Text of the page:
Yet the options originally put to the Wastewater Management Committee yesterday by the project team included “defaulting” on the resource consent for the city’s wastewater and continuing to discharge treated sewage into Poverty Bay through the outfall pipe.

“All the options include a discharge into the sea component because of the quite unique situation in Gisborne with usually low flows of water in streams and rivers in the city,” the committee was told.

“That makes it really difficult to discharge to waterways so the only option is a discharge into the sea.”

Wastewater Management Committee chairman Bill Burdett said there was lengthy discussion around both options but in the end the committee stayed with the original WTAG recommendations for public consultation.

“That does not mean to say the council will accept those recommendations before we get to the full council meeting, where final decisions will be made on which options are included in long-term plan consultation on August 17.”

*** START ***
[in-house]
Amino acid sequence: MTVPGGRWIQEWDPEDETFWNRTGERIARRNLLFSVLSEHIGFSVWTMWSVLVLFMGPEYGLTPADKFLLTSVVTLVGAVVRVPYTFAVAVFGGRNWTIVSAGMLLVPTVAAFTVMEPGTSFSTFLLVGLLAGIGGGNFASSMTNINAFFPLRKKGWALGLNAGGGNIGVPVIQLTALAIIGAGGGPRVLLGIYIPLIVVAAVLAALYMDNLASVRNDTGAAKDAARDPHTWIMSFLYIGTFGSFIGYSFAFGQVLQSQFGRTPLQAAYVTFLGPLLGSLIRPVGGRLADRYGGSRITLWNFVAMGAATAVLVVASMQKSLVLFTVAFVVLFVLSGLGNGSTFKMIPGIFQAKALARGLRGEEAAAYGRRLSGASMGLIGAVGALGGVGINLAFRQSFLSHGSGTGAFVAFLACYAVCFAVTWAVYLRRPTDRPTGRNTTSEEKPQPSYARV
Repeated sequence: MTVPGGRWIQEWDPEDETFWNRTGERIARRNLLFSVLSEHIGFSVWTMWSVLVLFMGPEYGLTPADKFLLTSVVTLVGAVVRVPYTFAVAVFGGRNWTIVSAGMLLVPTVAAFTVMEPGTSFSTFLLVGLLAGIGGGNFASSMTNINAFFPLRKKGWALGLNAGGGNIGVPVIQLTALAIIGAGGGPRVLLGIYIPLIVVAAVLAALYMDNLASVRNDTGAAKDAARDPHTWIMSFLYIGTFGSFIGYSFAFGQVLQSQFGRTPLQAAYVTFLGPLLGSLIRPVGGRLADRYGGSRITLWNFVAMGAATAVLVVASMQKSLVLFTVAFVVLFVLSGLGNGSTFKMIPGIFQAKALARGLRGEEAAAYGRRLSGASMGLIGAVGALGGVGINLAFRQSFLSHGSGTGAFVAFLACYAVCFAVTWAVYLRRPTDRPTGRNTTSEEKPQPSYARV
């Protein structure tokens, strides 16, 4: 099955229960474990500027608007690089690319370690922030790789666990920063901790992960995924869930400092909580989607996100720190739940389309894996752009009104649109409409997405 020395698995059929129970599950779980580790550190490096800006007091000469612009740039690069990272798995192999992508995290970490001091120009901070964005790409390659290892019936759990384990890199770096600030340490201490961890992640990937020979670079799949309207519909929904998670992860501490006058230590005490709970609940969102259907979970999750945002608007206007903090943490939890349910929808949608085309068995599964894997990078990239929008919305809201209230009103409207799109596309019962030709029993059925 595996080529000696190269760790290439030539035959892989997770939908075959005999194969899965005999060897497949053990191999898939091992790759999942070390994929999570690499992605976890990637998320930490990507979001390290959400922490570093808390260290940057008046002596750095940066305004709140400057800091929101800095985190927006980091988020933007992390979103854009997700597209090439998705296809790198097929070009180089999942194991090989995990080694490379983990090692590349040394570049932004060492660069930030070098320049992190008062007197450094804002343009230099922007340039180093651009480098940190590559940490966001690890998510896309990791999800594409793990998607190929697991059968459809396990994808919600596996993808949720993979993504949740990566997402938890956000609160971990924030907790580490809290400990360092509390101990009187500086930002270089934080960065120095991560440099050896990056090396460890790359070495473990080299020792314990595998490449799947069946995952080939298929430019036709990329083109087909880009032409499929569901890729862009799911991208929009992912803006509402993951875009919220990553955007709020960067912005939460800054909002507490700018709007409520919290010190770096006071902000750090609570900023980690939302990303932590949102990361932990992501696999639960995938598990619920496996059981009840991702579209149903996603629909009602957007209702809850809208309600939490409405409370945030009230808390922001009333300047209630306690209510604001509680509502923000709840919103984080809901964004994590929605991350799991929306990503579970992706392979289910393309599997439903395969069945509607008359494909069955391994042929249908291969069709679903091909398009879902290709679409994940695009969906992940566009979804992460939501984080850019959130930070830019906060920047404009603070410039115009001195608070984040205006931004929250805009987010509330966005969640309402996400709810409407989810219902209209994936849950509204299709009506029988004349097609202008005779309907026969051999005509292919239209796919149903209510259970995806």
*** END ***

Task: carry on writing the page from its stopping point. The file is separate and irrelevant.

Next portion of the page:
Future Tairawhiti will discuss the consultation options further next week.

“Future Tairawhiti will make their own recommendations to the council, then the council will decide what options are put out for public consultation,” Mr Burdett said.

“It is the most contentious issue the council has ever had to deal with.

“When you combine it with the ‘Drain Wise’ project to upgrade the city stormwater system, the costs are horrendous.

“The Wastewater Management Committee hopes that common sense will prevail when it comes to an affordable set of options for the community to consider.”

The three committee’s three options were detailed in order of preference:

1. Use the existing BTF, add a clarification stage with solids handling, install additional redundancy measures, UV treatment and a 12 hectare polishing wetland, with continued investigation into alternative use and disposal (AUD) options and ultimately no more discharge of treated wastewater to sea. Also, that the new consent, or consent variation, would be for 10 years only, allowing for demonstration of the council’s commitment to the AUD process.

2. An amended option that includes use of the existing BTF, adding a clarification stage with solids handling, installing additional redundancy measures, UV treatment, a 12 hectare polishing wetland, wood chip denitrifying wetland and disposal to the outfall. Continued investigation into AUD options and ultimately no more discharge of treated wastewater to sea, and the new consent, or consent variation, would be for 10 years only, allowing for demonstration of the councils commitment to the AUD process.